Four ways that tech innovations for older adults get to market

Reuse, recycle – finding a new purpose?  Ah, the cacophony of self-quantification. As we rage against our inactivity and sloth, fitness gadgets have become the rage. One could have a Body Media arm band (“know your body, change your life”), a Fitbit on a waistband, a NikeFuel (“the ultimate measure of your athletic life”) or a Jawbone UP (“know yourself, live better!”) on a wrist, or a Pebble on a shoe from a corporate wellness program. To date, none of these offerings are applied (by the companies) to the world of seniors for passive activity encouragement or tracking.  Soon all of these, like Fitbit, will have APIs for writing new apps – soon someone will see and seize the opportunity to connect a simple and wearable device to senior market, and perhaps more in the senior market will connect caregiving apps like Philips CarePartners Mobile to information from their in-market devices like Lifeline with AutoAlert.

My grandmother had a problem – should a product be born? I cannot begin to count the entrepreneurs over the past few years who began their product or service story by talking about a relative who experienced a fall, was lost, isolated, seriously ill, or away from family, needed better care, etc. These are emotional and heartfelt stories and it is easy to believe through focus groups, demos, and product/website beta tests that a useful and well-tested vision will succeed in the market. But the clatter and clutter of prior entrants and exits is just as real. Even if the purpose is clear and the heart is in the right place, entrepreneurs must ask and be asked -- is there a tech offering already out in the market (a website, a platform, a device, a service) that could be reused, recycled to apply to this purpose? 

The government will surely want this – grants ‘r’ us?  The NIH grant-for-this and the CMS innovation funding grants for that are sizable efforts on the part of government groups to encourage innovation. They seek to solve difficult problems like managing medications or improving quality of Medicare-funded work.  Similarly, grants for university-based and tech-focused research projects (linked blog post was written in 2008) are also well-established patterns for innovation and ideas.  My rhetorical questions, however, underpin how I see all of this work: at what point, by what deadline, does a product or core technology turn into a self-sustaining commercial business? And by what date, conversely, should the quest be called off?  10 grants or 22?  Is it five years of grad school and grant-funded research or 10?  In the parallel world of venture and angel investment, if a product does not succeed in a reasonable timeframe as defined by investors and the market (seems that it is rarely more than 5 years) its technology assets are sold or combined with another company and it quietly disappears as a standalone entity. That is a market-driven world – the next generation attempt will be better, wiser, and have more staying power. In the world of grants and graduate programs, that may not happen and so older adults may not experience widespread benefits from generation two, three or four of tech enabled services.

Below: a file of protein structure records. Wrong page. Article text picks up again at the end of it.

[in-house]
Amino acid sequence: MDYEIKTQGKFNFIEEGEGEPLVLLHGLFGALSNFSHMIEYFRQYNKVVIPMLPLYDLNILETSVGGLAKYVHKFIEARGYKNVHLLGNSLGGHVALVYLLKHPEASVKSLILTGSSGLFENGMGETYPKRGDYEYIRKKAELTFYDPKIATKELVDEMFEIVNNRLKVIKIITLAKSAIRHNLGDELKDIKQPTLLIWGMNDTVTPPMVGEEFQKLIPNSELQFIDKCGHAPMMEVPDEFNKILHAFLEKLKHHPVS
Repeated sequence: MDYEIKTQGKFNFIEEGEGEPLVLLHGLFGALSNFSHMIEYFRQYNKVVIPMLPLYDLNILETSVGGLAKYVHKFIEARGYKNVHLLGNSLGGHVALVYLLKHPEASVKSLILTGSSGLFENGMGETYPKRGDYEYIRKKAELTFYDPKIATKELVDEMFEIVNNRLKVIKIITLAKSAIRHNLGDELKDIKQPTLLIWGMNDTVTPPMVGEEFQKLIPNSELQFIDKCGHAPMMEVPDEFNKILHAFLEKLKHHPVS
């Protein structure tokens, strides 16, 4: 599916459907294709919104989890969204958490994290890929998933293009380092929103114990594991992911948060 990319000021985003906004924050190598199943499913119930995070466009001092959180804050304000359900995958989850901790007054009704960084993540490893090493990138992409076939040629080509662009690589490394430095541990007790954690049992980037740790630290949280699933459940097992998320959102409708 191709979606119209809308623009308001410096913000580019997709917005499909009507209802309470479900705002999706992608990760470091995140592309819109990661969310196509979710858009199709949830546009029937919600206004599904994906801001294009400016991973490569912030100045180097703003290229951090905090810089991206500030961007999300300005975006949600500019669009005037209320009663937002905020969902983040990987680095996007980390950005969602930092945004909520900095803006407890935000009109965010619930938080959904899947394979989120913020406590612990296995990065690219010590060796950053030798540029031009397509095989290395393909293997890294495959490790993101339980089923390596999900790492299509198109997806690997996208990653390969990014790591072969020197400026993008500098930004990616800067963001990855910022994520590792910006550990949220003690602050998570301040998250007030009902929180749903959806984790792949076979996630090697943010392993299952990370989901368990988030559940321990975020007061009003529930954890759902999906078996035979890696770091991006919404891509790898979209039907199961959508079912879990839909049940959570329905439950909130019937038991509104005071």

Technology searching for an application?  Webcams, sensors, smart phones, GPS tracking, fall detection and so many others are fantastic base technologies that can combine with software to make a senior-friendly and useful service. Recently Samsung launched TecTiles – peel-off stickers whose NFC code can be programmed to launch a task or sequence of tasks – for an example, see FitTap – using an NFC tag by logging a recurring activity, like the start or end of an exercise routine. But can these $14 set of 5 tags be placed on family pictures? Can a tag launch a phone call to a long-distance relative from any Android phone using the TecTile free app? Or beyond -- can a tag be programmed to execute a sequence of steps that make a DVR player, TV, and volume control start up (or shut down) all at once? Innovators can take a version 1 idea and base technology and apply that to multiple problems and programmable interfaces. For example, note Fitbit’s API and voilà -- see FitTap.  So the whole becomes larger than the sum of its seemingly silly parts – it’s not just for checking in on Foursquare. And if not TecTiles – what else can be found at CES in a few weeks that will take a combination of steps (both literally and figuratively) and link them to a sequence of actions that otherwise might have impenetrable user interfaces? Since I cannot attend this year, I look forward to your feedback about what’s best among the emergence of what's next.